One of the advantages of using Python is user-friendly visualization packages. In this blog, I try to explain some essential plots for data visualization and I will share with you which plots I used for what before and what I found useful. Mainly, the plots which I will share in this article belongs to Matplotlib which is a library for Python using for visualization. Also, I would like to state about Seaborn, visualization library based on matplotlib, because I like Seaborn's colorful visuals. It is all about my usage preferences from my experiences.

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Scatter Plot *(plt.scatter)*

First of all, we need to import *matplotlib.pyplot* like all other libraries, to use these plot types.

Scatter plots are very useful to understand the correlation between two variables easily. Also, I like to put markers for data points like 'stars','triangles' or 'sized-circles' according to the frequency of data. The most important feature which I like to use is scatter plot with a legend.

Another feature that I like about scatter plot is adding a color bar with *plt.colorbar()*. It is very useful to see the colors and recognize different points. In the below graph, I used the 'viridis' as perceptually uniform sequential colormap scale but there are lots of alternative sequential, diverging, qualitative, miscellaneous color bars in 'matplotlib'.

All of them can be found in matplotlib.org.

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Bar Plot *(plt.bar)*

I prefer bar plots to compare categorical data and differences between them. It is super easy to see the lengths of rectangular bars which proportional to data. Bars can be sorted according to y-axis values and the variables from best to worst easily can be seen.

I like to color the bars also and compare two variables in same the graph with the bar plot. With this method, we can compare lots of variables with each other proportionally. Additionally, it is also good to arrange the width of the bars.

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Pie plot *(plt.pie)*

When I would like to see the percentages of a small number of variables in the same graph, I like to use pie plots.

Also, nested pie-plot charts can be created for more complex data but I do not prefer complexity for interpreting data. Another good visual thing, which I like about the pie plot is we can separate one slice from the pie plot and show the importance of this part.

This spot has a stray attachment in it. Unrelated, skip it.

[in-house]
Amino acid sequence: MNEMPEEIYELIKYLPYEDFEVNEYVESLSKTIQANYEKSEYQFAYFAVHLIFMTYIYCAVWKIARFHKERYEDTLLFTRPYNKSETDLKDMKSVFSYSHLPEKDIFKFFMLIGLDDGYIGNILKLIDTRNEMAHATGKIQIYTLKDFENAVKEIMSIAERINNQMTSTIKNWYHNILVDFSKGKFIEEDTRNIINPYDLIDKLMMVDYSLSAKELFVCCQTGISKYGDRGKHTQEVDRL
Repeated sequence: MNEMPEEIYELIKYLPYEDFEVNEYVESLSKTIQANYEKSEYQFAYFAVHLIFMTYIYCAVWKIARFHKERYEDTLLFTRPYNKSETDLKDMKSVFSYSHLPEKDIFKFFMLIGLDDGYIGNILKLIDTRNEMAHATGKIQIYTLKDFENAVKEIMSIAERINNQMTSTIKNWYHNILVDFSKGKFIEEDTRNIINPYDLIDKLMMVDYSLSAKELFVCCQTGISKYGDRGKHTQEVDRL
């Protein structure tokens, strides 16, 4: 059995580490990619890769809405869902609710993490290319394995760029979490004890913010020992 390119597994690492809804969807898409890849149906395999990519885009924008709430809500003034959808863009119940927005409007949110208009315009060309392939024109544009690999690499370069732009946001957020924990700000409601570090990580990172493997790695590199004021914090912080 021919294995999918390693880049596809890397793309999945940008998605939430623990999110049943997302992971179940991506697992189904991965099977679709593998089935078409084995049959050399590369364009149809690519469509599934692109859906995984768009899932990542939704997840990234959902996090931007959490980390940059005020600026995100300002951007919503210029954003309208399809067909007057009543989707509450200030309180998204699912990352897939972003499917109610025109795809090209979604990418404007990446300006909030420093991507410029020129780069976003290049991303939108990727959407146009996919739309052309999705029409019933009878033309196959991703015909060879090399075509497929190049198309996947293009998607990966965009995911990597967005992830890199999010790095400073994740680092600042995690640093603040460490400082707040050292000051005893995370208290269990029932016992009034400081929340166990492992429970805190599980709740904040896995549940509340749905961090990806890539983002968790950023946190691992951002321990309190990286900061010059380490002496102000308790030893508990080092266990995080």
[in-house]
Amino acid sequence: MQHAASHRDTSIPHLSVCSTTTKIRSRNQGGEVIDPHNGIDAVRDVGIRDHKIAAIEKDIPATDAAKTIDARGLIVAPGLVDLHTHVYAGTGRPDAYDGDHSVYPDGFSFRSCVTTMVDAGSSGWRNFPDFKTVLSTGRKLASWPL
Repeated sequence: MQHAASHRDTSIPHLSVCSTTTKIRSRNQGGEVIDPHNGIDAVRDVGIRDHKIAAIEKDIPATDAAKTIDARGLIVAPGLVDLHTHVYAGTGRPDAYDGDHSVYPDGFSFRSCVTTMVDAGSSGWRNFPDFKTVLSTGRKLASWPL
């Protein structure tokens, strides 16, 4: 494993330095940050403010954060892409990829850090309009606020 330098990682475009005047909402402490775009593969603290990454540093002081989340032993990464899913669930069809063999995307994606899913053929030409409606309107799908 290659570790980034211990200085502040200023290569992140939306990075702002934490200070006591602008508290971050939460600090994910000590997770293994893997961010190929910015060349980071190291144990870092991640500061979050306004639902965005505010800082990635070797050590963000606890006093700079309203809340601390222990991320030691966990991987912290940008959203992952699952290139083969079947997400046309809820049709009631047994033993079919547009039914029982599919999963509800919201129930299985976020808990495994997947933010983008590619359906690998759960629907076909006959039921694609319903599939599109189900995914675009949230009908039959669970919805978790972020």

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Histogram and Density Plot *(plt.hist)*

Undoubtedly, one of the best ways to see the distribution of the data is histograms. It is super easy to see the normally distributed variables which are a very important concept for data scientists. So, histograms are very essential graphs for data scientists.

Although it is a great way to begin understanding a single variable distribution, histograms can fail when we try to compare distributions of one variable across multiple categories. Because, when histograms get together in the same area, readability will be the problem. The best way to do this is to create a new histogram for each category. Also, a side-by-side histograms or stacked bars can be useful.

There is a good example in towardsdatascience.com with NYC flight data about when histograms fail and how to solve this by using side-by-side histogram or stacked bars.

When density plots are get together with the histograms of the distribution of data, the graph will be more useful also. I want to state here about Seaborn which is super easy to use and Seaborn can create a histogram and density curve on the same plot easily.

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Seaborn *(sns.pairplot , sns.heatmap , sns.distplot, sns.barplot)*

Seaborn is a really useful and colorful library in Python. Like 'matplotlib' , we need to import Seaborn also before using it.

The most useful basic plots in Seaborn are pair plot, heat map, distribution plot. I also added a bar plot here because I like to use Seaborn's easy colorful bar plot. You do not need to give specific colors so, it is easier than 'matplotlib'. The other thing which I like about Seaborn is using fewer syntax.

There are many ready datasets in Seaborn. This is the other important thing which I like. As a data scientist candidate, it is very good to find ready data sets to play around visualizing them. In the graph below, I plotted the distribution and also density curves for ready data set 'iris' which can be downloaded as *sns.load_dataset('iris')* easily.

Another important thing for modeling is the correlation between independent variables. To analyze this correlation, Seaborn's sns.pairplot and sns.heatmap are useful functions.

From the data set 'auto-mpg.csv', I choose some columns for simplification and just put my data set in pairplot as sns.pairplot(df). It is a super fast, easy and useful way of Seaborn. Then with the graph above, I can observe the correlations, linearity and also distribution of variables. So, sns.pairplot is a very important feature of Python.

It is also the same for heatmap.

Just a simple one-line code I can observe all correlations with target and multicollinearity between variables super easily.

Lastly, there are many ways to visualize data in Python and also in other programming languages. But, these topics are really basic, useful and also easy to use for beginners. In addition to this, these are the fastest ways to observe datasets. As seen in this blog post, visualization library or tool always depends on the data and what you want to obtain.

*Cover image sourced by Colin Behrens from Pixabay and gif is from giphy.*

## Top comments (1)

Thank you.